Blanket Content Warning: This blog may include mentions, descriptions, or other media with information involving menstruation, pregnancy, sexuality, breast care, abortion, and anything else generally considered relevant to inhabiting an assigned-female body, but centering a genderqueer trans male experience.

In addition, please make sure you read the disclaimer at the top of the site policies page which has important information about how health information on this site should be used.

Monday, June 12, 2017

My First Pride Parade (And Not-First Pridefest)

I've been out as queer since around 2003, and as I was very active in the local queer community for a number of years it should go without saying I've been to a lot of stuff.

I've been to festivals.  I've been to activist meetings.  I've been to conferences.  I've been to rallies.  I've been to marches.  I've officiated same-sex weddings.  But somehow in the past decade I've never gone to an actual parade, largely because I had no idea where Milwaukee's pride parade actually was.  So I go to Pridefest at the Summerfest grounds yearly, but have always passed on the parade.

Not this year.

As far as queer experiences go, I give it a B+.

We walked to the parade area and went to a gay bar where somebody handed out tiny pride flags.  I put one in my hair.  We were predictably very cute, even if the heat made my moustache fall apart in ten minutes.

Picture features two people.  On left there is a white man with a rainbow bandana and flag, a pentacle necklace, a button with a polyamory infinity heart symbol.  On right there is a black woman with a headband, sunglasses, and lip piercings.

Then the parade started.  The leader was a fire truck.  I don't know if this is a normal thing everywhere or if it's a Wisconsin thing, but parades always seem to start with a fire truck.
Picture features a fire truck in a parade, with MILWAUKEE T-1 in red letters on the ladder.

I was too close to the ground and there were too many people in front of me to get really good pictures of the floats.  There were a number of churches.  A couple corporations (but not an absurd number like at some of the bigger parades).  Some local school GSAs and oddly enough quite a few leather groups.

Picture features a man in a leather vest and cap holding a sign with the state of Wisconsin on it. Behind him are a number of men carrying leather pride flags, each with black and blue stripes, a white stripe in the middle, and a red heart in the top left corner.

There was a queer Hmong group that marched in it with super cool signs.  I'm regretting not having taken Hmong in addition to Spanish... I took Spanish thinking "oh, there's lots of Spanish speakers in the area, this will be a useful language."  It turns out that I encounter way more Hmong speakers on a regular basis than Spanish speakers, just due to the area I live in.

Picture features a group of Hmong people in traditional garb, one holding a sign that says Gender Queer, two holding a sign saying SAWV NROG PEB (STAND WITH US).

Anyway we then walked to the Pridefest grounds (which took quite a while and involved trying to get over a drawbridge that kept being drawn).  I'm trying to stick to a paleo diet, so food was a concern.  Thankfully there was a truck there that sold sticks of meat with slaw.  Admittedly I drank more sugar than normal, in the form of honey-sweetened sweet tea.  I noted at the parade that I was able to look down and see my toes, something I haven't been able to do in a couple years.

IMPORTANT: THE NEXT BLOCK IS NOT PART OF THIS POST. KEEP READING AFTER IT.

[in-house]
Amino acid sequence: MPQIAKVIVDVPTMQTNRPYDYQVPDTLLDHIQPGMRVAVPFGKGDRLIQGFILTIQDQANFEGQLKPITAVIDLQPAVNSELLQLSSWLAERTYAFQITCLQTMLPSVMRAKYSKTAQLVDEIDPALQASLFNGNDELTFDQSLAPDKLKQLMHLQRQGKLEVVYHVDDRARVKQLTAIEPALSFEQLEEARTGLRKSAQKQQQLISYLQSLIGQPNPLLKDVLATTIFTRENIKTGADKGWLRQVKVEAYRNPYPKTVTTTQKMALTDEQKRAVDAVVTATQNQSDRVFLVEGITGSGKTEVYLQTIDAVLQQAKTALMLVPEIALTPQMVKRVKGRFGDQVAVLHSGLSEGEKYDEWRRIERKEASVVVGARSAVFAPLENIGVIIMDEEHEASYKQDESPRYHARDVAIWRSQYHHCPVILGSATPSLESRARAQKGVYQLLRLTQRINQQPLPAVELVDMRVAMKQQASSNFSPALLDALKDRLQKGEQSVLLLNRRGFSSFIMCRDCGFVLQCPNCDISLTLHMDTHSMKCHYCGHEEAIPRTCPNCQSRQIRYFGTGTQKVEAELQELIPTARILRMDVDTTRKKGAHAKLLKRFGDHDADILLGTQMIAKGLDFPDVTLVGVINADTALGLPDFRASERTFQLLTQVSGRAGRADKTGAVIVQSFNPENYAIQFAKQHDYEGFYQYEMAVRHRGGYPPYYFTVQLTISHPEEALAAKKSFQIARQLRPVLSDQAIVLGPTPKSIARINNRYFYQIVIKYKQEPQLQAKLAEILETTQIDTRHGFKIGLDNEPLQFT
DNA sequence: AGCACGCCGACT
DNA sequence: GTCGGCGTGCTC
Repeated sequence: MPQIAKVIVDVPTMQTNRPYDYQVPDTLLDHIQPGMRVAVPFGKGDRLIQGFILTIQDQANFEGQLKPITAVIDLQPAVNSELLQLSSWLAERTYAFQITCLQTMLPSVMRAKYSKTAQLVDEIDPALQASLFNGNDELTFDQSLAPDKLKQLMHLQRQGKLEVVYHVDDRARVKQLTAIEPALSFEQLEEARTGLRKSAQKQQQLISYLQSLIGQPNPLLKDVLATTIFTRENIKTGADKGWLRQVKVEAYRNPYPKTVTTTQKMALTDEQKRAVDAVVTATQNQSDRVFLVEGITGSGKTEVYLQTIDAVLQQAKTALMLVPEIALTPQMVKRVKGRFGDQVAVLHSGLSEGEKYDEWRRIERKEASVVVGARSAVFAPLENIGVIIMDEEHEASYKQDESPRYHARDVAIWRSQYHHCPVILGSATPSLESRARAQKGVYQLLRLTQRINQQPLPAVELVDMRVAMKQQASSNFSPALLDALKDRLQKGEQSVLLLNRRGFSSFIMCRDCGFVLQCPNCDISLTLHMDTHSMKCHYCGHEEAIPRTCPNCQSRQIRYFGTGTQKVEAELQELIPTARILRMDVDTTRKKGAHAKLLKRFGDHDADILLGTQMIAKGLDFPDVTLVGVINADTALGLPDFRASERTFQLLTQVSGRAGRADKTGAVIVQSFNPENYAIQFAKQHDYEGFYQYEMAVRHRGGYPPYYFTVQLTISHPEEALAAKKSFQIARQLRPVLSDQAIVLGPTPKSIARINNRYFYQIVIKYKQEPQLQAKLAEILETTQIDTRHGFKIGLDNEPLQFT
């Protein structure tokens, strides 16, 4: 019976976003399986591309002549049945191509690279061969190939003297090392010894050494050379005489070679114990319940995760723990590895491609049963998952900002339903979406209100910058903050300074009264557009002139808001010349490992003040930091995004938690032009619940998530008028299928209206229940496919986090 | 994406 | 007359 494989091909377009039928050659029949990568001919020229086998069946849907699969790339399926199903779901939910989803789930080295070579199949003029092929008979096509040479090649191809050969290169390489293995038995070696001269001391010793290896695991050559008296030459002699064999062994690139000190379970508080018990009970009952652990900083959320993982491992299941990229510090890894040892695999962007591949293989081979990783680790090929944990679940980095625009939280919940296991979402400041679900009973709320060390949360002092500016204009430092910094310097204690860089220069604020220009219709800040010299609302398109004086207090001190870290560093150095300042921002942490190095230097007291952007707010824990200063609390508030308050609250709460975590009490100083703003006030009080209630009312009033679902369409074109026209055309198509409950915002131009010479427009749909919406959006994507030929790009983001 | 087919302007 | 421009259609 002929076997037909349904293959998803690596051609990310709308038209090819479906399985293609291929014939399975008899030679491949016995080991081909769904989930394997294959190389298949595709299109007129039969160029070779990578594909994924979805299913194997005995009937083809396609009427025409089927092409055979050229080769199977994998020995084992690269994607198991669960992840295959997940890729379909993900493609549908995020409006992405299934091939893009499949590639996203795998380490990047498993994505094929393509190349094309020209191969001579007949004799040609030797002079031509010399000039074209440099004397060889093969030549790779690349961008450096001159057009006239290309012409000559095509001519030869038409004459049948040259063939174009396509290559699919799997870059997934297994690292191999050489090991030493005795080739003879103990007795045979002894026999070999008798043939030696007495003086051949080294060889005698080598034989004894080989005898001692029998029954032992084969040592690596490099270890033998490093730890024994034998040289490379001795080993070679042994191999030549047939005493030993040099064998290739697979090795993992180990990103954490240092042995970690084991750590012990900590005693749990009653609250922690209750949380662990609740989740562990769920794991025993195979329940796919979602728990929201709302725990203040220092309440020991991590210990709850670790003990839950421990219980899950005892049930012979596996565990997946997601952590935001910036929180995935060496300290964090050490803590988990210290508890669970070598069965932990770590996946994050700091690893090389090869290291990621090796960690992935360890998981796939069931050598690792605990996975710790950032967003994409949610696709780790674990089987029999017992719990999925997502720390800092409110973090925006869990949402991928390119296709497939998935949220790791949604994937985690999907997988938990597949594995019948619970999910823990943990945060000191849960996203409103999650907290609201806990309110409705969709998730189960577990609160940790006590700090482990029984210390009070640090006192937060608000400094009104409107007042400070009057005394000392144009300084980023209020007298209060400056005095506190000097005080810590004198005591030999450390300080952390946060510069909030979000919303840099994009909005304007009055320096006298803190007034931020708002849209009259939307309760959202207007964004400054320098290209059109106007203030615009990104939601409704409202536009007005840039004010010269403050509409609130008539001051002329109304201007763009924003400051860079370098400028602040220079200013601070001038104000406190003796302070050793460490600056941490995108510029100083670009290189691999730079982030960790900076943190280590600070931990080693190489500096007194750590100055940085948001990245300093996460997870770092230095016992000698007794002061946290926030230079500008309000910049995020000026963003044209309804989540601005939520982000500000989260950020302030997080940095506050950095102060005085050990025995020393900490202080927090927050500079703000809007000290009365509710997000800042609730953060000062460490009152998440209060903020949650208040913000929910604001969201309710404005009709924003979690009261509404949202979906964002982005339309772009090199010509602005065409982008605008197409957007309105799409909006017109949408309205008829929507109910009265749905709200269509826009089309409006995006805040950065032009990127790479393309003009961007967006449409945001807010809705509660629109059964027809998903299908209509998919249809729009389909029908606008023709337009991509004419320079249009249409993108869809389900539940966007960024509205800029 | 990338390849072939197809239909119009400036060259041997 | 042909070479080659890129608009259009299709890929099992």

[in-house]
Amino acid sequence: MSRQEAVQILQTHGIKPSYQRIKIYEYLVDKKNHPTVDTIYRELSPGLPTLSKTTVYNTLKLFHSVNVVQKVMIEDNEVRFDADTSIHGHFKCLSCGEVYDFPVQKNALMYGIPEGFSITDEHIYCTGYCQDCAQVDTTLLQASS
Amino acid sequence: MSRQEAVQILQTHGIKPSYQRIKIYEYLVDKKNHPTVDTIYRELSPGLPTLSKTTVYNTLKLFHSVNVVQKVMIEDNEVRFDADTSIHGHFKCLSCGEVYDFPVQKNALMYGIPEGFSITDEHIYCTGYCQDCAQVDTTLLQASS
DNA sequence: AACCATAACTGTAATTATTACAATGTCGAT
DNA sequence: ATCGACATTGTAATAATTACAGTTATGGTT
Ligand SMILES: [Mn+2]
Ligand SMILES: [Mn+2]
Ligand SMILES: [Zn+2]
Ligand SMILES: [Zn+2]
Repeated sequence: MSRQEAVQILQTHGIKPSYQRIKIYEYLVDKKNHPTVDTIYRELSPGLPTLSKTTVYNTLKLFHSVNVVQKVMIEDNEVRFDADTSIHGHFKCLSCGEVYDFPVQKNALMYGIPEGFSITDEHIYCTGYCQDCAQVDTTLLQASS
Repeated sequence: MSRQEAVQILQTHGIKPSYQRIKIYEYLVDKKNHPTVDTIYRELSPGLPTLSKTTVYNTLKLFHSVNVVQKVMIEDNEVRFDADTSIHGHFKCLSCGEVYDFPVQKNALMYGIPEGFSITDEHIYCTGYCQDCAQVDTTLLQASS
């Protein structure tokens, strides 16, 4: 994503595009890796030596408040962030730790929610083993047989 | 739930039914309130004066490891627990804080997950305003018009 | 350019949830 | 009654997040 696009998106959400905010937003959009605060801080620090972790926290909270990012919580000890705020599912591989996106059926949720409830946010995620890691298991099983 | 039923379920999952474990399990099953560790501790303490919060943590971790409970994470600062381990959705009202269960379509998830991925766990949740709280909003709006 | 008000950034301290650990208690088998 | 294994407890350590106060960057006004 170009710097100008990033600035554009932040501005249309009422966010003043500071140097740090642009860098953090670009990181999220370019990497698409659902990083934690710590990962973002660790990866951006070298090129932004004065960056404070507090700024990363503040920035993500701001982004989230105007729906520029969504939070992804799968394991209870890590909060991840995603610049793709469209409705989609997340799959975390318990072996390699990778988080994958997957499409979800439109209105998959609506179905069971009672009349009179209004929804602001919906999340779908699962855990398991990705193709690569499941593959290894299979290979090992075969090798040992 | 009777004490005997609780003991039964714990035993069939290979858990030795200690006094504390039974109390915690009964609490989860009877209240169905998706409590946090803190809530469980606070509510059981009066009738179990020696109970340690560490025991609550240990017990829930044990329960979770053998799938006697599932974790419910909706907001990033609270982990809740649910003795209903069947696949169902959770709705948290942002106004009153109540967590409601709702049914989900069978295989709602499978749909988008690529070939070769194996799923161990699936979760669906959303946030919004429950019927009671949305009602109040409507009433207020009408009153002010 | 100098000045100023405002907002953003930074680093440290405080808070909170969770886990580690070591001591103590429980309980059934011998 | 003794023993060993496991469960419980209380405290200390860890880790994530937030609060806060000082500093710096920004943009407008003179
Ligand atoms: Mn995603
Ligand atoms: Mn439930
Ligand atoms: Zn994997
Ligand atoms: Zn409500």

The picture also shows my shirt, which will be important later.

Picture includes a downward-angled picture of myself, wearing a black T-shirt with a five-pointed pentacle star, against a backdrop of pansexual pride flag colors of pink, yellow, and blue.

Picture features two paper dishes of skewers with pork put on them.  One has two sticks of pork over rice noodles, the other has three pork skewers over coleslaw.

I like noting the differences between Pridefest now and Pridefest when I first started going in I think 2007 or 2008.  When I first went there was no merchandise for trans people... maybe like one button.  This gradually increased and this year there were trans pride flags everywhere, and in fact there were genderqueer flags everywhere, too, something I didn't expect.  Although gauging how accepted people are based on capitalism is garbage, it does give a pretty good idea of how visible a group is to see who is being marketed to at an event like this.  Relatedly, there were a lot of people wearing trans Pride merchandise this year, because regardless of what cis gays think, a lot of trans people go to Pride events.

My pansexual pentacle shirt got a lot of love.  I've found pansexual pride stuff really makes you stick out in a positive way, like the first year I wore a pansexual button and people kept pointing it out.  One person asked where I got it.  The answer is Amazon.

I did get one glare from a gay guy when I had a photograph taken with my girlfriend.  Fuck that guy though.

Speaking of weird looks, on the way to the parade this guy walked past me, older guy with gray hair, clearly trying not to let me know he was staring at me.  As soon as I passed him I could see in the reflection of the building next to us that he legitimately spun around to look at me.  Fuck this guy, too.  Not sure what he was even looking at.  I wasn't even wearing my Pride stuff yet.  Unless he noticed the boobs, but I'm pretty sure they weren't noticeable enough on my frame.  The moustache, maybe?  I've never had anybody spin around over that.  Whatever.

Anyway, it was a pretty good day.  I got like 25,000 steps in (my goal is 4,000).  Heard some good music.  Saw one person I knew.  Got to eat good food and drink good tea.  Will probably go again next year.

Happy Trails,
-- Jackson